Yorkshire’s Matt Fisher gets late England call in Antigua

England's Matt Fisher bowling in Antigua. (Photo by Gareth Copley/Getty Images)England's Matt Fisher bowling in Antigua. (Photo by Gareth Copley/Getty Images)
England's Matt Fisher bowling in Antigua. (Photo by Gareth Copley/Getty Images)
Fitness scares over Ollie Robinson and Mark Wood left England with an unwanted headache ahead of next week’s first Test against the West Indies, with the shadows of James Anderson and Stuart Broad looming large.

In scoreboard terms things went relatively serenely on day three of their warm-up outing in Antigua, with the CWI President’s XI bowled out for 264 on a sluggish surface, but by then the concerns were already elsewhere.

With their two leading wicket-takers controversially axed for this trip, and a backlash bubbling away among their supporters, seeing two more of their first-choice bowlers unable to get on the pitch was the last thing the tourists needed.

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Robinson took the first wicket of the day but pulled up mid-way through his fourth over with back pain and was not seen again. For a player who left the field for treatment on several occasions in the Ashes and saw his conditioning publicly called into question by team management, it was a particularly awkward turn of events.

Wood excelled in a losing cause Down Under but has yet to play any part in this match having felt unwell over the past 48 hours. He made a belated, and brief, visit to the Coolidge Cricket Ground before returning to the team hotel to rest up. It is understood England do not suspect Covid-19 and, while they hope he will soon rally, his preparations for the series have already been damaged.

In their absence the uncapped pairing of Saqib Mahmood and Yorkshire’s Matt Fisher were drafted into the game, but while both acquitted themselves handily neither made a forceful case for inclusion. Indeed, on a slow pitch that offered minimal encouragement, none of England’s remaining fit seamers were able to make a breakthrough in 44.4 overs between them. Instead, it was a more profitable outing for the spin contingent.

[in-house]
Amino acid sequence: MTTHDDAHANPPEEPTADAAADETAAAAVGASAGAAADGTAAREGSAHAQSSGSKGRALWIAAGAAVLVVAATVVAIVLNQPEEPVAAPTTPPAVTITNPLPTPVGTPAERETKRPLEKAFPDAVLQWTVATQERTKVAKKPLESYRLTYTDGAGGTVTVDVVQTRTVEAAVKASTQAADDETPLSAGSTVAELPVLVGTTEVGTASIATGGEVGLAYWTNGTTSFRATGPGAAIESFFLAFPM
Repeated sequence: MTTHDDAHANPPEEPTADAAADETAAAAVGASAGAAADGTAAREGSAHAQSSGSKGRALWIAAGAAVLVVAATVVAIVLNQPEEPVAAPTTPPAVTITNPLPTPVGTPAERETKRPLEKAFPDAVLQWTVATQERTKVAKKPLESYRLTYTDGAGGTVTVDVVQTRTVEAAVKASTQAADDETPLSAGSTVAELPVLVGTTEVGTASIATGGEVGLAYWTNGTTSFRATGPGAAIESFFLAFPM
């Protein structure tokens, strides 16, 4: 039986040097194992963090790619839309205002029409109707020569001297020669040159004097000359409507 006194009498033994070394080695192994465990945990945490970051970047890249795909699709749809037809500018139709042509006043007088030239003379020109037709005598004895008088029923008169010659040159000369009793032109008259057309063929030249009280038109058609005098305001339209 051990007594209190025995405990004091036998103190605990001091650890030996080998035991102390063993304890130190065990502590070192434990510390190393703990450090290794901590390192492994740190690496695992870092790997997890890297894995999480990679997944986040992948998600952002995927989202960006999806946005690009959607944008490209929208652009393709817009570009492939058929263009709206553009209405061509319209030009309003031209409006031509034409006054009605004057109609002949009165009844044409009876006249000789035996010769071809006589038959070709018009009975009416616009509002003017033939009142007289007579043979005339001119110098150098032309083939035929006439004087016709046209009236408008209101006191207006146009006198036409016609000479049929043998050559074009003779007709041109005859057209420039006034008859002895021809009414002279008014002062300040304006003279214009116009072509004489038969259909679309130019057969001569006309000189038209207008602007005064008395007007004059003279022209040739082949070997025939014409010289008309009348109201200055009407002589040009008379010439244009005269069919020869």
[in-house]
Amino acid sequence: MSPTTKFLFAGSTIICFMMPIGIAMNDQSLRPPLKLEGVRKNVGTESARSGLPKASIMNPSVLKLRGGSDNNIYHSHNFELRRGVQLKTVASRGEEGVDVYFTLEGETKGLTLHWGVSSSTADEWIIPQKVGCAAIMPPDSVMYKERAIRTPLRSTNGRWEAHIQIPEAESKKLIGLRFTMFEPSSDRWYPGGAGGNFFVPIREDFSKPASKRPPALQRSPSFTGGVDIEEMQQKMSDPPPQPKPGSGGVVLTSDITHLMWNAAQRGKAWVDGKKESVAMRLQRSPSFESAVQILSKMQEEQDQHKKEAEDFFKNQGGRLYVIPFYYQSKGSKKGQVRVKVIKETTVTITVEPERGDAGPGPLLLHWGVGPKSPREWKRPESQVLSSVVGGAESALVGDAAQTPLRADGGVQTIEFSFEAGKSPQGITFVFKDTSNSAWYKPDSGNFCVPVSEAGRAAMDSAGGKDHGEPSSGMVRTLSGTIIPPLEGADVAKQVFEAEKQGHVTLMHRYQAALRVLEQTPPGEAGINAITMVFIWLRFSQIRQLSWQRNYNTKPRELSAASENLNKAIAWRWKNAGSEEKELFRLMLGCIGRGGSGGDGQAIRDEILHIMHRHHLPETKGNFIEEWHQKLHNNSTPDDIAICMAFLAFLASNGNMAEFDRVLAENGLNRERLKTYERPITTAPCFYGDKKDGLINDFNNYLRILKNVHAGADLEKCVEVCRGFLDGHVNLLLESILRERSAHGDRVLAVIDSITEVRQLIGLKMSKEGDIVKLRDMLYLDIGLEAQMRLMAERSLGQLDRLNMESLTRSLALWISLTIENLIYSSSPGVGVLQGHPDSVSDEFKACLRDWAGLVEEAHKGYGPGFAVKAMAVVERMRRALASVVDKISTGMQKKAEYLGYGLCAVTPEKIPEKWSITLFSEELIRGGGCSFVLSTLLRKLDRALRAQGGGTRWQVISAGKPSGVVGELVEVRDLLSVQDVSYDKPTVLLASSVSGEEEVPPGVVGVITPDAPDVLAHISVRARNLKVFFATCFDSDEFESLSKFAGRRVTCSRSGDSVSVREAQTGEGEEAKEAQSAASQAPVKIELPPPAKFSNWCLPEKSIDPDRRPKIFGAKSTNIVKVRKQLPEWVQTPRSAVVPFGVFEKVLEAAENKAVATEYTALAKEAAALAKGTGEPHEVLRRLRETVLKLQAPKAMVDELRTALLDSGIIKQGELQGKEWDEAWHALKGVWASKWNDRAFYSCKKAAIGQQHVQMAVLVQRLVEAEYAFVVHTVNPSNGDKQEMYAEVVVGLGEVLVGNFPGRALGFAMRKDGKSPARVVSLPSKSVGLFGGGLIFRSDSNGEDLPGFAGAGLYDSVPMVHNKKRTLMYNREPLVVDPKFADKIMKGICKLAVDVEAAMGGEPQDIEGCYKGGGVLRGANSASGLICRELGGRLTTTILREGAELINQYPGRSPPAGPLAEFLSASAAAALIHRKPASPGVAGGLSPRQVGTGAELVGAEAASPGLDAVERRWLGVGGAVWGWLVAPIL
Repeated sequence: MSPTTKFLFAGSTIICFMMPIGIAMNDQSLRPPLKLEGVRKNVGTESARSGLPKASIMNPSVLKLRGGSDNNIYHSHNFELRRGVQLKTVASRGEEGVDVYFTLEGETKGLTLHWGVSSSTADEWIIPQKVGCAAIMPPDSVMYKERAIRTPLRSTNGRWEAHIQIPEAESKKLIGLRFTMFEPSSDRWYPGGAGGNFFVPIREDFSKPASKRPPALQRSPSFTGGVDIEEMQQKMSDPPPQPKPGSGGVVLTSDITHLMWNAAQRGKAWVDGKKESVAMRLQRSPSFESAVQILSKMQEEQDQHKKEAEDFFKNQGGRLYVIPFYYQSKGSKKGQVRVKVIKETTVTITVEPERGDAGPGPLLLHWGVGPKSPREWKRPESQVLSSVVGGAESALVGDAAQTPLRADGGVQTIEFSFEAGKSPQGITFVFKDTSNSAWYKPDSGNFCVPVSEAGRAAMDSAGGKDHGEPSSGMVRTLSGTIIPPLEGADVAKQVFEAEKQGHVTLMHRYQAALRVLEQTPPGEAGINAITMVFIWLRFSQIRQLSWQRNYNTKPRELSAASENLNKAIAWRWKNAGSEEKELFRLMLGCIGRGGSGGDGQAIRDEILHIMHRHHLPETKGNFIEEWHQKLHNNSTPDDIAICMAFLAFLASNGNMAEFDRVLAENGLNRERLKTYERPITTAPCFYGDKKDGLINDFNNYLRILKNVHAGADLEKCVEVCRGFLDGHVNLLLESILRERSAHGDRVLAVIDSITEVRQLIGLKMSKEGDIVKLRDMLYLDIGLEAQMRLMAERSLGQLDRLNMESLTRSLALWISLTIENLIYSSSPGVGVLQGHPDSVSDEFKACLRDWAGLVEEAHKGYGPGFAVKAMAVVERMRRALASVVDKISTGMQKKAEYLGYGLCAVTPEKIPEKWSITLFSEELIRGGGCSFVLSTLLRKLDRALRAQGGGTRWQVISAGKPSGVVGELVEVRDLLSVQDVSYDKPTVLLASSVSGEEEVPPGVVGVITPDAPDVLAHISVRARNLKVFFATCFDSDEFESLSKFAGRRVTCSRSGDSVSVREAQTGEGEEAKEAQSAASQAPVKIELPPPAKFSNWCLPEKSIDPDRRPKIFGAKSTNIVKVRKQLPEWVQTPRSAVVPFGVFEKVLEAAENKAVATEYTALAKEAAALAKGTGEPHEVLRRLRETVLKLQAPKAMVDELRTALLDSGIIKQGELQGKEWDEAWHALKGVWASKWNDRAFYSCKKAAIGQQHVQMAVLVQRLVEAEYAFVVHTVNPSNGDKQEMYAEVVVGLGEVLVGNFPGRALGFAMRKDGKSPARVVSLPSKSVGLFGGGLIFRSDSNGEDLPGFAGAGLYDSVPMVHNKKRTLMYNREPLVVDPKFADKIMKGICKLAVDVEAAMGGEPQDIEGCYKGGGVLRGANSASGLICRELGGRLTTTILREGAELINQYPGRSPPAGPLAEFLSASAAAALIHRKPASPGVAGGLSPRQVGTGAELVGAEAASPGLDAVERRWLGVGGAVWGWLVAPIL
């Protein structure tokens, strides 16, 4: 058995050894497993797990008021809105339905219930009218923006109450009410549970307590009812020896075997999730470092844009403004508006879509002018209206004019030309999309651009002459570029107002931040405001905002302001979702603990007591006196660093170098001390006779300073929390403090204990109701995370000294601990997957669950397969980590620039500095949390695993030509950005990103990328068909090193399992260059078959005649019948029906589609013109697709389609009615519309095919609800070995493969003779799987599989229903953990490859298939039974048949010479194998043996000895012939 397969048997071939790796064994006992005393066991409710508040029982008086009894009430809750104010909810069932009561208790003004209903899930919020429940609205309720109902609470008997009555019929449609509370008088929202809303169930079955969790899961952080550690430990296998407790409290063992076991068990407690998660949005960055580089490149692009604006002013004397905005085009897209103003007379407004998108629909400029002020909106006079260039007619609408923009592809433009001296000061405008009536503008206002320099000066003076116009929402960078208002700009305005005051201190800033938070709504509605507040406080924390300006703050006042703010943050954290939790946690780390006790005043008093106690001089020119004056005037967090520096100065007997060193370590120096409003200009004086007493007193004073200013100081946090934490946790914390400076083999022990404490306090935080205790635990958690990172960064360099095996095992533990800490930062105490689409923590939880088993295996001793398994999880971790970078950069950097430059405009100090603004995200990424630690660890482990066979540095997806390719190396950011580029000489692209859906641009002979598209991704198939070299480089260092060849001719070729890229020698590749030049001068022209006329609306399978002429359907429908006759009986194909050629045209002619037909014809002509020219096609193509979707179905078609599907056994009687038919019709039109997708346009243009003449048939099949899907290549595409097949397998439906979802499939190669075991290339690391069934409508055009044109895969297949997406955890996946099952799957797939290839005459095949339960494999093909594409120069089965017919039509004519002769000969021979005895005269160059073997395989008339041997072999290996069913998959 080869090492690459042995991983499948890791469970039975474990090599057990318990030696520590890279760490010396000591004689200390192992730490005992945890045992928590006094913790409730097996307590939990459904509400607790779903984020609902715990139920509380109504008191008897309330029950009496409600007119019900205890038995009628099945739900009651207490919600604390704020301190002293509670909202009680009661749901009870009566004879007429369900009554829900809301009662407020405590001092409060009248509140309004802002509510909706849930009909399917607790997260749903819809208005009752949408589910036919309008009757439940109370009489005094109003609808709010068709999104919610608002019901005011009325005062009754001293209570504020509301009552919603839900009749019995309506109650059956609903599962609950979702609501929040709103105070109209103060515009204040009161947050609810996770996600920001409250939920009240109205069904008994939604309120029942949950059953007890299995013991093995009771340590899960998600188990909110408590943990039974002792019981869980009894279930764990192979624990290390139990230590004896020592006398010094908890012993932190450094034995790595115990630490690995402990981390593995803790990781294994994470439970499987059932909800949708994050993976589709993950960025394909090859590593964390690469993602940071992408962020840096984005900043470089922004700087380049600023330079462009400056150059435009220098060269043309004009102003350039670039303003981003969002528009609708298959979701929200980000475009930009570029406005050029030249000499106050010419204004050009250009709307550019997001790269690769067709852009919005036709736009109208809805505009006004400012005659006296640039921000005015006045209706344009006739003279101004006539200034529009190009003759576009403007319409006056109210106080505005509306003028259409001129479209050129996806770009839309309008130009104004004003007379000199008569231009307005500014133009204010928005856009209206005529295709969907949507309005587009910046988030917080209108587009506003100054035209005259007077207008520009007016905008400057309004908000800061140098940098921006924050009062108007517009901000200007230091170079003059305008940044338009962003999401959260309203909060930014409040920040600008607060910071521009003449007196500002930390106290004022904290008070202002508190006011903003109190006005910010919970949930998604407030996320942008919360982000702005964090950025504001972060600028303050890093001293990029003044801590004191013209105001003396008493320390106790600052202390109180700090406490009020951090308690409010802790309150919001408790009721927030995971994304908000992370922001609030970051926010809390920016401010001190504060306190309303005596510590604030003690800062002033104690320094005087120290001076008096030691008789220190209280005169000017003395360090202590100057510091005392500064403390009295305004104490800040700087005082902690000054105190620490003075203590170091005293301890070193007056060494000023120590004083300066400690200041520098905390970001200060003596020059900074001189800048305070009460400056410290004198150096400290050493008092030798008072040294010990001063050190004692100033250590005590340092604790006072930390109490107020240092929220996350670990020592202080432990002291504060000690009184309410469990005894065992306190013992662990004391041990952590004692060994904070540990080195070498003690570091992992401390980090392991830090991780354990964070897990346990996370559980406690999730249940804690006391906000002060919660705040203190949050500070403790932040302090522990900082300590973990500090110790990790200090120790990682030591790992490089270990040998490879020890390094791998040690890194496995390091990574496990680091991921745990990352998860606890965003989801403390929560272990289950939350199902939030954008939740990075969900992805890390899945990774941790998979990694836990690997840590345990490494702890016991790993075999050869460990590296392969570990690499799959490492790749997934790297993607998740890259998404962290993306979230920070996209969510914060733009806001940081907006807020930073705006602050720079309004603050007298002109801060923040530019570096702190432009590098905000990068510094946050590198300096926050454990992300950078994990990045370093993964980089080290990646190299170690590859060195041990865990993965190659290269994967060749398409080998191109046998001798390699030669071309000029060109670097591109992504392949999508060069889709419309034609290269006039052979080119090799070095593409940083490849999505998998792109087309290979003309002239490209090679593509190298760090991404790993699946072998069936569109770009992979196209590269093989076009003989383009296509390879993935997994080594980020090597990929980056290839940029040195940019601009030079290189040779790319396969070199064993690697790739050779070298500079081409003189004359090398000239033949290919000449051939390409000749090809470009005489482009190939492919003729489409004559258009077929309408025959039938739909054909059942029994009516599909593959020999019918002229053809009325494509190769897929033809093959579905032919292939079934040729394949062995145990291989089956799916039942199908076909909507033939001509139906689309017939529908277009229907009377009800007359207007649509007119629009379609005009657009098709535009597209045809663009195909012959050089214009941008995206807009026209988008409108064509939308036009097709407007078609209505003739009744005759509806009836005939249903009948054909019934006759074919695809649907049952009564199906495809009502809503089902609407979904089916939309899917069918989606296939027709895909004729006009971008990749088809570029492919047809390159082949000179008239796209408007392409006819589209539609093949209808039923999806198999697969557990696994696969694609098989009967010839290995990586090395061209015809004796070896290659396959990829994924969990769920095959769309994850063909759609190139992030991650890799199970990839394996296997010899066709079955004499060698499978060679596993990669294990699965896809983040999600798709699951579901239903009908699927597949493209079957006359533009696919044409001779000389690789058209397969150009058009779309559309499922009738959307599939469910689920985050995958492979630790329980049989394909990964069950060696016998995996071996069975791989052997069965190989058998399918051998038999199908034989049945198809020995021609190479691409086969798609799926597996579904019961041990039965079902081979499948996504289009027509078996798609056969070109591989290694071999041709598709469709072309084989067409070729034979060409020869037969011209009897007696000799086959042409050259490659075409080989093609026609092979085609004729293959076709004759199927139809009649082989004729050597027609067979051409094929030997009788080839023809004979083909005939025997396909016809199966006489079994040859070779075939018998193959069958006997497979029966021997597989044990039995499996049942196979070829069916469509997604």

Jack Leach led the way with 4-62, Dan Lawrence bagged a couple of unexpected wickets with his part-timers and captain Joe Root also picked one up. As a guide to the Test series it all fell rather flat, with attention drifting towards those who were injured, ill or stewing at home in England rather than those who were busy establishing a 202-run first-innings lead.

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Leach’s efforts were likely enough to dispel any thoughts of leaving him out at the Sir Vivian Richards Stadium in favour of an all-seam attack, but the ankle-high shooter which trapped centurion Raymon Reifer lbw was a reminder that the pitch was not exactly Test standard.

Reifer’s 106, and the inability of Chris Woakes, Craig Overton or the newer duo of Mahmood and Fisher to prise him out, will go down as a minor blemish for England.

When England’s second innings began, newcomer Alex Lees was unable to repeat his strong first impression, following his first-day 65 by nicking Preston McSween to slip for 10.

Ben Stokes replaced him, nudged up the order after lacking time at the crease in his previous innings, but he was undone by a questionable lbw verdict that meant he was gone for 19.

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That left him as the only member of the top six not to bank at least a half-century ahead of the series, but England will not be too concerned about their vice-captain.

The last act of the day saw 
Zak Crawley lbw for 35 to low bounce, with England 279 ahead on 77-3.

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